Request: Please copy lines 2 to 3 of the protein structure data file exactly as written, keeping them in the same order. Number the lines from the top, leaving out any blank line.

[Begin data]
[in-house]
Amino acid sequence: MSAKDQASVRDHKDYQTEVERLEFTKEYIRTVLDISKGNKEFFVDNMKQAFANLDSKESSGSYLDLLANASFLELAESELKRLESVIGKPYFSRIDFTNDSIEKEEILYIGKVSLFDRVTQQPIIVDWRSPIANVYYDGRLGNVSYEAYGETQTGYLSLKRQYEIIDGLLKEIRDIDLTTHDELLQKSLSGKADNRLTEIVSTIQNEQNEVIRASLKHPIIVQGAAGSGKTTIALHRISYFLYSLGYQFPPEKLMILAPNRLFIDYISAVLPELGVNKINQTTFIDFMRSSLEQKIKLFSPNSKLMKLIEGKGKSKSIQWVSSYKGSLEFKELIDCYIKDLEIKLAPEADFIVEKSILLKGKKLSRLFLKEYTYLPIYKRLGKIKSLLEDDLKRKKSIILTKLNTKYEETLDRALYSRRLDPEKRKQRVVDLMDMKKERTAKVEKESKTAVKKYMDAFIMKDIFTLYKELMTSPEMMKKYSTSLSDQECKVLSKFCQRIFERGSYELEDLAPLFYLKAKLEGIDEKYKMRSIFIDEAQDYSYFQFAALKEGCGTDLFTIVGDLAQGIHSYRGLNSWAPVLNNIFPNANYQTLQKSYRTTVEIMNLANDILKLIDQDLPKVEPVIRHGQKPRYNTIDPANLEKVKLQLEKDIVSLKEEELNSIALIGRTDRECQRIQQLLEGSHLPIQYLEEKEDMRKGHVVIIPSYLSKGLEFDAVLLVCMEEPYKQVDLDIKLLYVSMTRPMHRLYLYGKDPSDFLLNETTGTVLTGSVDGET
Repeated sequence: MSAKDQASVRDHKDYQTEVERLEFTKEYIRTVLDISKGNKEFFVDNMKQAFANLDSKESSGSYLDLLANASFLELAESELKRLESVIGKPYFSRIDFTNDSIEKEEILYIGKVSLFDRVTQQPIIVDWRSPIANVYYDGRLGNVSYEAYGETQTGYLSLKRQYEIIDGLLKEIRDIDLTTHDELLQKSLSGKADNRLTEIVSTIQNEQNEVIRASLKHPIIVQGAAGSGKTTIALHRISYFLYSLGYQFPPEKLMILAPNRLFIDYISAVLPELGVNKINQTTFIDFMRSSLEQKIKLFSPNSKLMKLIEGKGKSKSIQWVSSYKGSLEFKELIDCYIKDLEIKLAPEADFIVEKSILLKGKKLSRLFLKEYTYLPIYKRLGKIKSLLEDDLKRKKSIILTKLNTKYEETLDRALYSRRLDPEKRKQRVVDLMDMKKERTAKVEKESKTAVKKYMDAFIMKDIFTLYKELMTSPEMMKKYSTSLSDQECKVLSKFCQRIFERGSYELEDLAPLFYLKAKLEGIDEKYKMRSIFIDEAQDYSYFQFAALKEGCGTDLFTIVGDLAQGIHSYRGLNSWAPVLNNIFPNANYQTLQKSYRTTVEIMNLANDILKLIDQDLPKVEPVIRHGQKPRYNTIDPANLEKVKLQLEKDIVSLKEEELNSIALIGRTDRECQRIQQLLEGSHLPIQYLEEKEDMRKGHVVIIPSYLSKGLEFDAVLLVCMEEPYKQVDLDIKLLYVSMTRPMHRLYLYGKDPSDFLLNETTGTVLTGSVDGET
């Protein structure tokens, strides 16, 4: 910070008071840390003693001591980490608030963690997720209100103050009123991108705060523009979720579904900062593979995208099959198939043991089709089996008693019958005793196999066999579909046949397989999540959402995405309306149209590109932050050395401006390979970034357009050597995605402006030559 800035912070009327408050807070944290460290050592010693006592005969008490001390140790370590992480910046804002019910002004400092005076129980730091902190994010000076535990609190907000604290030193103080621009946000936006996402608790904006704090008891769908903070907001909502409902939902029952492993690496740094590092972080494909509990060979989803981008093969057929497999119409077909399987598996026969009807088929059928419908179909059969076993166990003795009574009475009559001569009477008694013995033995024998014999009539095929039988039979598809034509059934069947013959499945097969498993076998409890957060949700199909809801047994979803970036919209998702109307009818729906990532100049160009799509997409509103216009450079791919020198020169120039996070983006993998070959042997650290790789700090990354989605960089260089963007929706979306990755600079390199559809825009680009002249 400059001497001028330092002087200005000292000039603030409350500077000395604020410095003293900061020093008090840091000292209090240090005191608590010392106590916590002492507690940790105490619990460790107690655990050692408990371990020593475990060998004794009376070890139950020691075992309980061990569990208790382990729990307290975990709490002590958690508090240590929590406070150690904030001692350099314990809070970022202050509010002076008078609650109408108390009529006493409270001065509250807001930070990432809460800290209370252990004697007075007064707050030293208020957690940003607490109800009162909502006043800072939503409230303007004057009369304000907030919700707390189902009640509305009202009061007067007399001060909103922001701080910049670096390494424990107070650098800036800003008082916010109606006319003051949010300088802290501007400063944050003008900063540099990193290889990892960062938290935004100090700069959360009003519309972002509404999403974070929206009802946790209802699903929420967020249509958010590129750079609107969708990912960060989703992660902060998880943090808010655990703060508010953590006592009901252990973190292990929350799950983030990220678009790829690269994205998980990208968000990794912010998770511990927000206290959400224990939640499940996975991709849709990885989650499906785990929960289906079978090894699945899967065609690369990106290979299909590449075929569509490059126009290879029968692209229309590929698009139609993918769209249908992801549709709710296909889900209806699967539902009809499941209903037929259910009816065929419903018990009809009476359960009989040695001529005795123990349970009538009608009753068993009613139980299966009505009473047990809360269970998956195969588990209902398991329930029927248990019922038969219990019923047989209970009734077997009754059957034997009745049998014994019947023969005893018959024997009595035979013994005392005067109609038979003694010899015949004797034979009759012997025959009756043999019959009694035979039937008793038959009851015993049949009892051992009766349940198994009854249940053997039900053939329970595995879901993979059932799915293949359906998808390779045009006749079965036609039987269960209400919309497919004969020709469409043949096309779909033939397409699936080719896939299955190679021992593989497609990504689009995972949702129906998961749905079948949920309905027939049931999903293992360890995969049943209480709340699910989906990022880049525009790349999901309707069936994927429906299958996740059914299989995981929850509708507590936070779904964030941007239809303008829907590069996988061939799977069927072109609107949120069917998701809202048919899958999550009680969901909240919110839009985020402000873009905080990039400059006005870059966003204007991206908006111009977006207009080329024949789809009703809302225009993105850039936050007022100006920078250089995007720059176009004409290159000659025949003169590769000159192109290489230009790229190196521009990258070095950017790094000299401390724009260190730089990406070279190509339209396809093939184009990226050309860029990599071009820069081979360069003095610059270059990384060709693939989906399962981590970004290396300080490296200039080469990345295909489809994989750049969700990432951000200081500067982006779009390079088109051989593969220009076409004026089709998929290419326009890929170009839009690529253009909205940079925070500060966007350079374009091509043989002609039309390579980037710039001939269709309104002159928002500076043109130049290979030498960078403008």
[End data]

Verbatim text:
Amino acid sequence: MSAKDQASVRDHKDYQTEVERLEFTKEYIRTVLDISKGNKEFFVDNMKQAFANLDSKESSGSYLDLLANASFLELAESELKRLESVIGKPYFSRIDFTNDSIEKEEILYIGKVSLFDRVTQQPIIVDWRSPIANVYYDGRLGNVSYEAYGETQTGYLSLKRQYEIIDGLLKEIRDIDLTTHDELLQKSLSGKADNRLTEIVSTIQNEQNEVIRASLKHPIIVQGAAGSGKTTIALHRISYFLYSLGYQFPPEKLMILAPNRLFIDYISAVLPELGVNKINQTTFIDFMRSSLEQKIKLFSPNSKLMKLIEGKGKSKSIQWVSSYKGSLEFKELIDCYIKDLEIKLAPEADFIVEKSILLKGKKLSRLFLKEYTYLPIYKRLGKIKSLLEDDLKRKKSIILTKLNTKYEETLDRALYSRRLDPEKRKQRVVDLMDMKKERTAKVEKESKTAVKKYMDAFIMKDIFTLYKELMTSPEMMKKYSTSLSDQECKVLSKFCQRIFERGSYELEDLAPLFYLKAKLEGIDEKYKMRSIFIDEAQDYSYFQFAALKEGCGTDLFTIVGDLAQGIHSYRGLNSWAPVLNNIFPNANYQTLQKSYRTTVEIMNLANDILKLIDQDLPKVEPVIRHGQKPRYNTIDPANLEKVKLQLEKDIVSLKEEELNSIALIGRTDRECQRIQQLLEGSHLPIQYLEEKEDMRKGHVVIIPSYLSKGLEFDAVLLVCMEEPYKQVDLDIKLLYVSMTRPMHRLYLYGKDPSDFLLNETTGTVLTGSVDGET
Repeated sequence: MSAKDQASVRDHKDYQTEVERLEFTKEYIRTVLDISKGNKEFFVDNMKQAFANLDSKESSGSYLDLLANASFLELAESELKRLESVIGKPYFSRIDFTNDSIEKEEILYIGKVSLFDRVTQQPIIVDWRSPIANVYYDGRLGNVSYEAYGETQTGYLSLKRQYEIIDGLLKEIRDIDLTTHDELLQKSLSGKADNRLTEIVSTIQNEQNEVIRASLKHPIIVQGAAGSGKTTIALHRISYFLYSLGYQFPPEKLMILAPNRLFIDYISAVLPELGVNKINQTTFIDFMRSSLEQKIKLFSPNSKLMKLIEGKGKSKSIQWVSSYKGSLEFKELIDCYIKDLEIKLAPEADFIVEKSILLKGKKLSRLFLKEYTYLPIYKRLGKIKSLLEDDLKRKKSIILTKLNTKYEETLDRALYSRRLDPEKRKQRVVDLMDMKKERTAKVEKESKTAVKKYMDAFIMKDIFTLYKELMTSPEMMKKYSTSLSDQECKVLSKFCQRIFERGSYELEDLAPLFYLKAKLEGIDEKYKMRSIFIDEAQDYSYFQFAALKEGCGTDLFTIVGDLAQGIHSYRGLNSWAPVLNNIFPNANYQTLQKSYRTTVEIMNLANDILKLIDQDLPKVEPVIRHGQKPRYNTIDPANLEKVKLQLEKDIVSLKEEELNSIALIGRTDRECQRIQQLLEGSHLPIQYLEEKEDMRKGHVVIIPSYLSKGLEFDAVLLVCMEEPYKQVDLDIKLLYVSMTRPMHRLYLYGKDPSDFLLNETTGTVLTGSVDGET